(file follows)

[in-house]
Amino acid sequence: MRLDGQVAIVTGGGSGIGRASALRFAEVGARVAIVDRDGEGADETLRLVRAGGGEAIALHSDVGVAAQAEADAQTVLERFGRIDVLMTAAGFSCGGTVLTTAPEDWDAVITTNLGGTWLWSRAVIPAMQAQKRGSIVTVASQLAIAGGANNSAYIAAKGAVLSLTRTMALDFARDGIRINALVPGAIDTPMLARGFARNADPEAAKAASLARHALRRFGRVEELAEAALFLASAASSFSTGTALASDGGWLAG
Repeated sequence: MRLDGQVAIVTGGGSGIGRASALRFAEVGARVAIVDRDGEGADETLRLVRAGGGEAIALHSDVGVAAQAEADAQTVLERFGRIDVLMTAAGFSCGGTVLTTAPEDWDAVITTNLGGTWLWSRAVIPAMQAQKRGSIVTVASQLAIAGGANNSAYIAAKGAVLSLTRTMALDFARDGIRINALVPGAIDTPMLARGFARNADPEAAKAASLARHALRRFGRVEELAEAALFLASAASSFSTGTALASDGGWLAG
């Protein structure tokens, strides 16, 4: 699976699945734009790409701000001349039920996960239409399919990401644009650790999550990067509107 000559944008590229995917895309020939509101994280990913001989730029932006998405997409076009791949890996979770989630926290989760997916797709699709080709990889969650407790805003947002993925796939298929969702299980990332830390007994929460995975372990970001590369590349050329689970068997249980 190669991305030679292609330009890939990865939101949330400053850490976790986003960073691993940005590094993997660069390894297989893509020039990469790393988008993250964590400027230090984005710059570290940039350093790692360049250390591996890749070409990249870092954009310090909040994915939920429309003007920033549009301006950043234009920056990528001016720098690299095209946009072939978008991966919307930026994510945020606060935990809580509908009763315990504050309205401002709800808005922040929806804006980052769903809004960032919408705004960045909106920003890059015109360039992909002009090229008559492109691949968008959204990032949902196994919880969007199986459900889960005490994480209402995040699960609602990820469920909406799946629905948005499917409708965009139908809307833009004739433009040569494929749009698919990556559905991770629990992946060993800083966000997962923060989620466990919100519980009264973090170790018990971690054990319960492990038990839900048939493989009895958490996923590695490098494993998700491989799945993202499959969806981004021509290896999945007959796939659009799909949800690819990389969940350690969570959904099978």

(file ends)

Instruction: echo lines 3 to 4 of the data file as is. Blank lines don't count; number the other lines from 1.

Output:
Repeated sequence: MRLDGQVAIVTGGGSGIGRASALRFAEVGARVAIVDRDGEGADETLRLVRAGGGEAIALHSDVGVAAQAEADAQTVLERFGRIDVLMTAAGFSCGGTVLTTAPEDWDAVITTNLGGTWLWSRAVIPAMQAQKRGSIVTVASQLAIAGGANNSAYIAAKGAVLSLTRTMALDFARDGIRINALVPGAIDTPMLARGFARNADPEAAKAASLARHALRRFGRVEELAEAALFLASAASSFSTGTALASDGGWLAG
């Protein structure tokens, strides 16, 4: 699976699945734009790409701000001349039920996960239409399919990401644009650790999550990067509107 000559944008590229995917895309020939509101994280990913001989730029932006998405997409076009791949890996979770989630926290989760997916797709699709080709990889969650407790805003947002993925796939298929969702299980990332830390007994929460995975372990970001590369590349050329689970068997249980 190669991305030679292609330009890939990865939101949330400053850490976790986003960073691993940005590094993997660069390894297989893509020039990469790393988008993250964590400027230090984005710059570290940039350093790692360049250390591996890749070409990249870092954009310090909040994915939920429309003007920033549009301006950043234009920056990528001016720098690299095209946009072939978008991966919307930026994510945020606060935990809580509908009763315990504050309205401002709800808005922040929806804006980052769903809004960032919408705004960045909106920003890059015109360039992909002009090229008559492109691949968008959204990032949902196994919880969007199986459900889960005490994480209402995040699960609602990820469920909406799946629905948005499917409708965009139908809307833009004739433009040569494929749009698919990556559905991770629990992946060993800083966000997962923060989620466990919100519980009264973090170790018990971690054990319960492990038990839900048939493989009895958490996923590695490098494993998700491989799945993202499959969806981004021509290896999945007959796939659009799909949800690819990389969940350690969570959904099978």